Gregory Crowell also enjoys collaborating with other musicians in chamber music, and he has appeared in concert with harpsichordists and organists Peter Sykes, Christa Rakich, Harald Vogel, and Guy Bovet, viola da gambist Emily Walhout, baroque cellist Pablo Mahave-Veglia, and baroque violinist Patricia Ahern. He regularly tours Europe and the United States with hornist Paul Austin, performing historical works for horn and organ, as well as works written for the duo by composers such as James Woodman, Bruce Saylor, and Robert Schechtman. Crowell’s solo performances have been described as “beautiful, flexible, expressive” (The Diapason), “full of panache and expression” (Ostfriesen Kurier), “reliable as a sunrise, steady as a rock, especially in the virtuoso finale” (The Grand Rapids Press), and “this listener cannot recall ever having heard better” (The Boston Herald).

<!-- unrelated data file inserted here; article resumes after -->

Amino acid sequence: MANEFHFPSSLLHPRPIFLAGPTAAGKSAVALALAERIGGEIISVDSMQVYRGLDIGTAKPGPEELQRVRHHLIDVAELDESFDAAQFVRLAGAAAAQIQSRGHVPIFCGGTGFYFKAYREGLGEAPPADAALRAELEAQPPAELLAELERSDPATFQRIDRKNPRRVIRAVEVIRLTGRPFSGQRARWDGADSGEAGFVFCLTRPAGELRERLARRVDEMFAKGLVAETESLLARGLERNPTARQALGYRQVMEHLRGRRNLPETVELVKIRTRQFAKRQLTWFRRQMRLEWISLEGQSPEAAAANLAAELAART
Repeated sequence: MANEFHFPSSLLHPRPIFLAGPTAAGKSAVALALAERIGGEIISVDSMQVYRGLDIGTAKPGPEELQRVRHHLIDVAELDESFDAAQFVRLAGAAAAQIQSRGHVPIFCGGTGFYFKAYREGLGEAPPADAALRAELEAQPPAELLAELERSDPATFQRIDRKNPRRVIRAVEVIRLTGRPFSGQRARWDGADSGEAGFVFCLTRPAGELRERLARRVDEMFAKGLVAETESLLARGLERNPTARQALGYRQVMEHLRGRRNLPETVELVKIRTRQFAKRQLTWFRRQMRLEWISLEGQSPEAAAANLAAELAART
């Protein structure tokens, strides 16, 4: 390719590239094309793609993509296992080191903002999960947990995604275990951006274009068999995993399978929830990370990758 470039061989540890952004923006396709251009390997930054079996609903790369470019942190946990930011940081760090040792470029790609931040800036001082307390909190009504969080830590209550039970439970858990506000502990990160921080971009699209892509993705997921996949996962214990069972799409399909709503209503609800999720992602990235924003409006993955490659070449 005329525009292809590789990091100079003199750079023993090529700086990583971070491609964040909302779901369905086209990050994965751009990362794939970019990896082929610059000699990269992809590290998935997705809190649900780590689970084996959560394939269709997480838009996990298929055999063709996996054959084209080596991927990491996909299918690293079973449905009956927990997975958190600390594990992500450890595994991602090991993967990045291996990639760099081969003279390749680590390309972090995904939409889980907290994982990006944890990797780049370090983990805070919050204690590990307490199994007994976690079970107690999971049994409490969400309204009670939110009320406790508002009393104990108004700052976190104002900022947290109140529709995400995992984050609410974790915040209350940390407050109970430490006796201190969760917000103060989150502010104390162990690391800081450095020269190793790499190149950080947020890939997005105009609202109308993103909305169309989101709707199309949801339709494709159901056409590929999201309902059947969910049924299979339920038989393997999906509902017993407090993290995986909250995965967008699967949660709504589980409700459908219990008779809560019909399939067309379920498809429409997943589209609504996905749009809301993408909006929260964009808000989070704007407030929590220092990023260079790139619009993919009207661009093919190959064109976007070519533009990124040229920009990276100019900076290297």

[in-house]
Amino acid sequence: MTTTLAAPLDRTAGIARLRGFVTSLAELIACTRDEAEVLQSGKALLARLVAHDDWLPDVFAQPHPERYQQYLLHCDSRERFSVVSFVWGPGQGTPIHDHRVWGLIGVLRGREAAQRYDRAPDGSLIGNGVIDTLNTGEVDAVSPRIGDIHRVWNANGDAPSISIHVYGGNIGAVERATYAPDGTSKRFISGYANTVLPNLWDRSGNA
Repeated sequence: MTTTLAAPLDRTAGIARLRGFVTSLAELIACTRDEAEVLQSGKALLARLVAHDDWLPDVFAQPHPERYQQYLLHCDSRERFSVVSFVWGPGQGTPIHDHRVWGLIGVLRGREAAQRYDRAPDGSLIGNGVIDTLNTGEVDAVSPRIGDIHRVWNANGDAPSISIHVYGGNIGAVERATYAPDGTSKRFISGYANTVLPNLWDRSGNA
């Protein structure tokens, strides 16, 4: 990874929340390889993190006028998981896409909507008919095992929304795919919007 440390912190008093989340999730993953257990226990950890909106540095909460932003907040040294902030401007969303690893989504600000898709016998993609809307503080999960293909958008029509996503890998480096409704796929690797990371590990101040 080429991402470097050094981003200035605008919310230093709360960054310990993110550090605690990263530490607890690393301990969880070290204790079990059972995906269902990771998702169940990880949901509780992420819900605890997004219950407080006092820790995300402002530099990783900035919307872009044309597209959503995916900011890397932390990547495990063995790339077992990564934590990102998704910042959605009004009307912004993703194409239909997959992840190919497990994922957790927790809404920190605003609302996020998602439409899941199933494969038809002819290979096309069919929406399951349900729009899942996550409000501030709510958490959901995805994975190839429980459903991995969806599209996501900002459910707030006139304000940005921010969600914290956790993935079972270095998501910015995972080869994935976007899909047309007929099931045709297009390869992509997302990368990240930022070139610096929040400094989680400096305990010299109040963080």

An avid researcher of eighteenth-century topics, Gregory Crowell has published articles in The American Organist, The Diapason, Clavichord International, Informazione organistica, De Clavicordio, Reformed Worship, Tangents, Japan Organ Society News, and other publications. He has been a featured lecturer at regional and national conventions of the American Guild of Organists, the International Clavichord Symposium in Magnano (Italy), the American Organ Archives, and meetings of the Midwestern and Southeastern Historical Keyboard Societies.

Dr. Crowell holds degrees from The New England Conservatory of Music and The University of Cincinnati, and has studied further at The North German Organ Academy, Academia del Organo (Pistoia, Italy), and Musika Hamabostaldia (San Sebastian, Spain).  He studied organ with Brigitte Dubiel, Yuko Hayashi, Bernard Lagac¿, Roberta Gary, and Harald Vogel, and harpsichord with Harald Vogel and Mireille Lagac¿. Dr. Crowell serves as Director of Publications for the Organ Historical Society, Director of Music at Trinity United Methodist Church in Grand Rapids,University Organist at Grand Valley State University in Allendale, Michigan, and President of the Midwestern Historical Keyboard Society.